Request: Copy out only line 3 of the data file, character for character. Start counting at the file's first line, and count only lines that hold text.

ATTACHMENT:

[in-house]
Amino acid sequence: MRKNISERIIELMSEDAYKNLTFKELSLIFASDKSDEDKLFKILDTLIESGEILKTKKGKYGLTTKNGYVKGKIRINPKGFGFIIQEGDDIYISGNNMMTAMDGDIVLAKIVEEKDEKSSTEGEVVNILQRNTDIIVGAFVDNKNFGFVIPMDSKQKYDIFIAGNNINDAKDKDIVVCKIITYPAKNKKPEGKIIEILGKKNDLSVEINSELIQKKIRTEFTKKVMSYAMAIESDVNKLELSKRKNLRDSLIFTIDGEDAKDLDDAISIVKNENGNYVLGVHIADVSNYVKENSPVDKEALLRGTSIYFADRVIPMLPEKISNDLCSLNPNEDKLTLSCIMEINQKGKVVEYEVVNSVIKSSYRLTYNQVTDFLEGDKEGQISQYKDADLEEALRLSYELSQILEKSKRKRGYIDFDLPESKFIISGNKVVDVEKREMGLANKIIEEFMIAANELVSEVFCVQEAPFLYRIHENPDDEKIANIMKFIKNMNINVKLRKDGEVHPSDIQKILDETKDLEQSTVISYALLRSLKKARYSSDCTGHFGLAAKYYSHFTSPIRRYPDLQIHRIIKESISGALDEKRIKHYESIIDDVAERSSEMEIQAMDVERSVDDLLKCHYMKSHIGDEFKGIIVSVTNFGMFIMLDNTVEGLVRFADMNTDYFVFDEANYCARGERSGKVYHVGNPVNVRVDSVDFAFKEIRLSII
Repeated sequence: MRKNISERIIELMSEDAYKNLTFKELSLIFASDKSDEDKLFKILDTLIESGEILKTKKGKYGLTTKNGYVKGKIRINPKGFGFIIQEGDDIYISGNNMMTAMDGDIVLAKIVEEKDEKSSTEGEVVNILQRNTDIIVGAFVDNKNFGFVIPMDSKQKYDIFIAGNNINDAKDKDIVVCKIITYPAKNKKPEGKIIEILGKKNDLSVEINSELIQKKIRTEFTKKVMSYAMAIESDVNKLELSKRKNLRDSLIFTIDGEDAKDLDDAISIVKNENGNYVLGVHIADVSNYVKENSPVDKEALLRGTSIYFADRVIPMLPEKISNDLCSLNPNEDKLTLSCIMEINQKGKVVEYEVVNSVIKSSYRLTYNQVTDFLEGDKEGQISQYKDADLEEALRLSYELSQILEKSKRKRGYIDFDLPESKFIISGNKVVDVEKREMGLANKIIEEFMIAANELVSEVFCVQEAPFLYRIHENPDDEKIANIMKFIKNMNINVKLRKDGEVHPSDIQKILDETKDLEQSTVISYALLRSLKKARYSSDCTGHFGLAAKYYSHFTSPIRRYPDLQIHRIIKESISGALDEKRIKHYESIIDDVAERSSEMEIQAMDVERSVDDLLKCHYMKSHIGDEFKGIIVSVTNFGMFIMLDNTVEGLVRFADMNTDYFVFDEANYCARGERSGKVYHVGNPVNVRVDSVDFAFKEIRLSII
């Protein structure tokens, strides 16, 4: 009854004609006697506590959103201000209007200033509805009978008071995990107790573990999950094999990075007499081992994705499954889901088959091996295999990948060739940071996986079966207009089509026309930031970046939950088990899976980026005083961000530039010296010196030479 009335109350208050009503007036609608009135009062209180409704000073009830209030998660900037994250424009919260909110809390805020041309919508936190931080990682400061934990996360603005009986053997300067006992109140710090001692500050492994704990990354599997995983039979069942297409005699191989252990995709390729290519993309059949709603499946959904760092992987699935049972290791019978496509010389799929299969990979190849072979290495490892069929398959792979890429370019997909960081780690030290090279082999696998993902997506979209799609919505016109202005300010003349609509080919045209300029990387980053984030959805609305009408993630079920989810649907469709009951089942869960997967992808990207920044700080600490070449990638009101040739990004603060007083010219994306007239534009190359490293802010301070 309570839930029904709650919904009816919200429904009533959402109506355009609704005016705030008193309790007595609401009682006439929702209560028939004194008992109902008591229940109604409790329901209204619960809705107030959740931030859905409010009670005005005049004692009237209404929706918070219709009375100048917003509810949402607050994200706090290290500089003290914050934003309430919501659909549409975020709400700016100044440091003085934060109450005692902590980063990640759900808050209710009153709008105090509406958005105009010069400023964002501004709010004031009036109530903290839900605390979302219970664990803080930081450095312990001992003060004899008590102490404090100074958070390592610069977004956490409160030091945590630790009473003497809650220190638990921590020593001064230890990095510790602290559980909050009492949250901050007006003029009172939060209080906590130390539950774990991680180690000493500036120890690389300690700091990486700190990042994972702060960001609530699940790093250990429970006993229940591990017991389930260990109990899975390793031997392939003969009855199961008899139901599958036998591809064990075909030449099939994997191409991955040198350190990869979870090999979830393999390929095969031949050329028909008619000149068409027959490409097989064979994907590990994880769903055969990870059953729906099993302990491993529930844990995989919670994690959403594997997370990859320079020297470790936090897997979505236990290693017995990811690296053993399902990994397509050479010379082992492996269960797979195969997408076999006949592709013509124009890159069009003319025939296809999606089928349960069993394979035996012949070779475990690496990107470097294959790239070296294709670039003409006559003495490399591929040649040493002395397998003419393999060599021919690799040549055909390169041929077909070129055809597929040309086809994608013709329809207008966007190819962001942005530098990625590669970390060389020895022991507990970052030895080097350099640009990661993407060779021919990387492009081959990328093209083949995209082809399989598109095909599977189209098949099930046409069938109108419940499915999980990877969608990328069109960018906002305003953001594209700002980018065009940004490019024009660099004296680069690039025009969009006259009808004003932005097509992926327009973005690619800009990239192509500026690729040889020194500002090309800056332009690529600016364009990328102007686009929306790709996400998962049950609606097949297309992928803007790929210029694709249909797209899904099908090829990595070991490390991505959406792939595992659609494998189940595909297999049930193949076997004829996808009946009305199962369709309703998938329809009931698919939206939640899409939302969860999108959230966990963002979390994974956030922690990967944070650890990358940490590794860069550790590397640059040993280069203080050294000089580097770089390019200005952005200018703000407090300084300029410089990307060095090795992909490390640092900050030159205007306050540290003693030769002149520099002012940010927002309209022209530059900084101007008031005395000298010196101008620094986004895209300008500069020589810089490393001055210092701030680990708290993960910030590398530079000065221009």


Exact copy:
Repeated sequence: MRKNISERIIELMSEDAYKNLTFKELSLIFASDKSDEDKLFKILDTLIESGEILKTKKGKYGLTTKNGYVKGKIRINPKGFGFIIQEGDDIYISGNNMMTAMDGDIVLAKIVEEKDEKSSTEGEVVNILQRNTDIIVGAFVDNKNFGFVIPMDSKQKYDIFIAGNNINDAKDKDIVVCKIITYPAKNKKPEGKIIEILGKKNDLSVEINSELIQKKIRTEFTKKVMSYAMAIESDVNKLELSKRKNLRDSLIFTIDGEDAKDLDDAISIVKNENGNYVLGVHIADVSNYVKENSPVDKEALLRGTSIYFADRVIPMLPEKISNDLCSLNPNEDKLTLSCIMEINQKGKVVEYEVVNSVIKSSYRLTYNQVTDFLEGDKEGQISQYKDADLEEALRLSYELSQILEKSKRKRGYIDFDLPESKFIISGNKVVDVEKREMGLANKIIEEFMIAANELVSEVFCVQEAPFLYRIHENPDDEKIANIMKFIKNMNINVKLRKDGEVHPSDIQKILDETKDLEQSTVISYALLRSLKKARYSSDCTGHFGLAAKYYSHFTSPIRRYPDLQIHRIIKESISGALDEKRIKHYESIIDDVAERSSEMEIQAMDVERSVDDLLKCHYMKSHIGDEFKGIIVSVTNFGMFIMLDNTVEGLVRFADMNTDYFVFDEANYCARGERSGKVYHVGNPVNVRVDSVDFAFKEIRLSII